The second component will provide the basis for an integrated flood and drought management approach in the region, through the data and information systems and the early warning systems that will be put in place in the Basin. The development and implementation of the End-to-End Early Warning System for floods and drought at the scale of the Volta Basin is the key output of the project. The open-source myDewetra.world platform will be used to connect the meteorological, hydrological, climatological, VCERs databases and other validated outputs, such as hydrological modelling systems, decision support and early warnings, from related projects and initiatives at the local, national and regional level. To improve the sharing of information, the Early Warning System will cover the complete risk reduction value chain – from vulnerability and risk mapping to forecasting, warning dissemination and decision support. The operational use of the new End-to-End Early Warning platform will be supported by a series of pilot tests in various sub-basins and vulnerable areas, which have diverse socio-environmental conditions. Capacity development activities will be carried out to ensure an adequate uptake of the new products, services and tools. Moreover, self-help modules on nature-based solutions and gender-sensitive participatory approaches will be developed at the local and national levels.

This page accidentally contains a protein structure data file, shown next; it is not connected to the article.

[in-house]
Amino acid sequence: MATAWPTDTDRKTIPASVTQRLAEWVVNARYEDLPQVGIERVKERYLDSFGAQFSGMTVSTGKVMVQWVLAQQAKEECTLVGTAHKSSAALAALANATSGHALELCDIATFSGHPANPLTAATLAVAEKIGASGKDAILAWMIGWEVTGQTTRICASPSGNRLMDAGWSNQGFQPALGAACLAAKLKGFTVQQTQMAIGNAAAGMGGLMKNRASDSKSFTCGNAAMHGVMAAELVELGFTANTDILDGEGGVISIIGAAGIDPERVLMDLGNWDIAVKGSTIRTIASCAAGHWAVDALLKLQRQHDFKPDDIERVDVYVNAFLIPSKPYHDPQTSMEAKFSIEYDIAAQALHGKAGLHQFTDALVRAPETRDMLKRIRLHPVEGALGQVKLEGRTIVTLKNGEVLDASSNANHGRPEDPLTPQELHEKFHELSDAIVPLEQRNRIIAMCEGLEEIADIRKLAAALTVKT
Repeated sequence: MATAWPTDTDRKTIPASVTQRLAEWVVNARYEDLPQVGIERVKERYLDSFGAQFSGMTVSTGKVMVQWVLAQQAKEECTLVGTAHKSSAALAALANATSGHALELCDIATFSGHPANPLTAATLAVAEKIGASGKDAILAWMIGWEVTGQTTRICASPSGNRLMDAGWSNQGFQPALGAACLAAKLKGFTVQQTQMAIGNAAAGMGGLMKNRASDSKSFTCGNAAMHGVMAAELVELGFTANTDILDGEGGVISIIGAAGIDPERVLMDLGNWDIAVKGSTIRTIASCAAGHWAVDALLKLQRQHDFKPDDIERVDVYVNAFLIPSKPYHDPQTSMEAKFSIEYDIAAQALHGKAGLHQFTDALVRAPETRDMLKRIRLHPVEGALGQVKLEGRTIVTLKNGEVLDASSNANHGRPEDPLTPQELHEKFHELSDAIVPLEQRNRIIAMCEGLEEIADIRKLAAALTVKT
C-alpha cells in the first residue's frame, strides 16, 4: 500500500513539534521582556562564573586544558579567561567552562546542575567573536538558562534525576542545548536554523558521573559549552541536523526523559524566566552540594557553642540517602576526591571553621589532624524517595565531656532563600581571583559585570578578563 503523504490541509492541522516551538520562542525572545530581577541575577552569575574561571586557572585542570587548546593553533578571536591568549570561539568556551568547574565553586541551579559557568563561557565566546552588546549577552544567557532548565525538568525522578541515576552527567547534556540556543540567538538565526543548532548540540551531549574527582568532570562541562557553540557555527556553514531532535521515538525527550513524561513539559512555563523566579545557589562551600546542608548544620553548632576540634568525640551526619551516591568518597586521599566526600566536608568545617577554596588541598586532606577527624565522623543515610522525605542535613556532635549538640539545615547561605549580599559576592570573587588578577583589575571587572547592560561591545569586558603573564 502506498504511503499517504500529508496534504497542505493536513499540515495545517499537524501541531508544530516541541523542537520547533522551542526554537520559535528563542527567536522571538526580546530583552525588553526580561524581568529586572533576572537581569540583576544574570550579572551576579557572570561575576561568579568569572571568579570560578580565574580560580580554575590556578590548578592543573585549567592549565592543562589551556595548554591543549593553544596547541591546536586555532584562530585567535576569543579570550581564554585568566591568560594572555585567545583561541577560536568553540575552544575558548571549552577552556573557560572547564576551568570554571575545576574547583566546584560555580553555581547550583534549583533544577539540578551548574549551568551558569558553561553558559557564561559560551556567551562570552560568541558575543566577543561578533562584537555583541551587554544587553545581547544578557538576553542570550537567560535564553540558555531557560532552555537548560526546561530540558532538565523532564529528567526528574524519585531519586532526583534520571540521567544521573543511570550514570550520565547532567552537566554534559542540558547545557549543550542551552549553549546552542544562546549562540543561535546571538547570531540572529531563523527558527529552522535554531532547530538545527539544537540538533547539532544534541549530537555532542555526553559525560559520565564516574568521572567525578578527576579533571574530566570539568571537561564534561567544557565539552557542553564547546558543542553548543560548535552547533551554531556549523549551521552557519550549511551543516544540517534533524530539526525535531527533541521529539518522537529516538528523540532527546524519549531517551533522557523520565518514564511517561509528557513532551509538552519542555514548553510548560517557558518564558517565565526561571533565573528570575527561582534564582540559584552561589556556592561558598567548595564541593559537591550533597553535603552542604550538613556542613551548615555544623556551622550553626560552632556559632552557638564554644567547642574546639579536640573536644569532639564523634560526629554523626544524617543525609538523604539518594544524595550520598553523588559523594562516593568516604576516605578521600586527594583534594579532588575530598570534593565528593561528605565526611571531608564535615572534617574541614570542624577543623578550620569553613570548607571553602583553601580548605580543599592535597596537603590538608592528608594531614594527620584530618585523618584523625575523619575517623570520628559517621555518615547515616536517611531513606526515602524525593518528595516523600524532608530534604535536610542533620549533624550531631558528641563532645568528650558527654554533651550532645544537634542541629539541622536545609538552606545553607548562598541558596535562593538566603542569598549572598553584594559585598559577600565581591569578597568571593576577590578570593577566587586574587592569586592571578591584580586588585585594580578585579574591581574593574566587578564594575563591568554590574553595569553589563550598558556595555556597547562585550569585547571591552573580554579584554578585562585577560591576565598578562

“…each of the Volta Basin countries must have Hydrometeorological information to prevent and manage the harmful effects of climate change. But also and above all take steps to offer better living conditions to the populations living in the Volta Basin.”
- Colonel Martial Mé, representing the Minister of Water and Forests, Côte d’Ivoire at the project Inception workshop
Component 3 will explore the benefits of the project’s implementation in order to revise or develop new policies, plans and guidelines on disaster risk reduction and climate change adaptation. Adaptation measures and strategies that align with environmental and social policies as well as with gender principles will be discussed at local levels to increase resilience to floods and drought. The participation and engagement of local stakeholders will facilitate the adoption of the strategies for the disaster risk reduction and climate change adaptation and result in long-term sustainability.
Status and expected results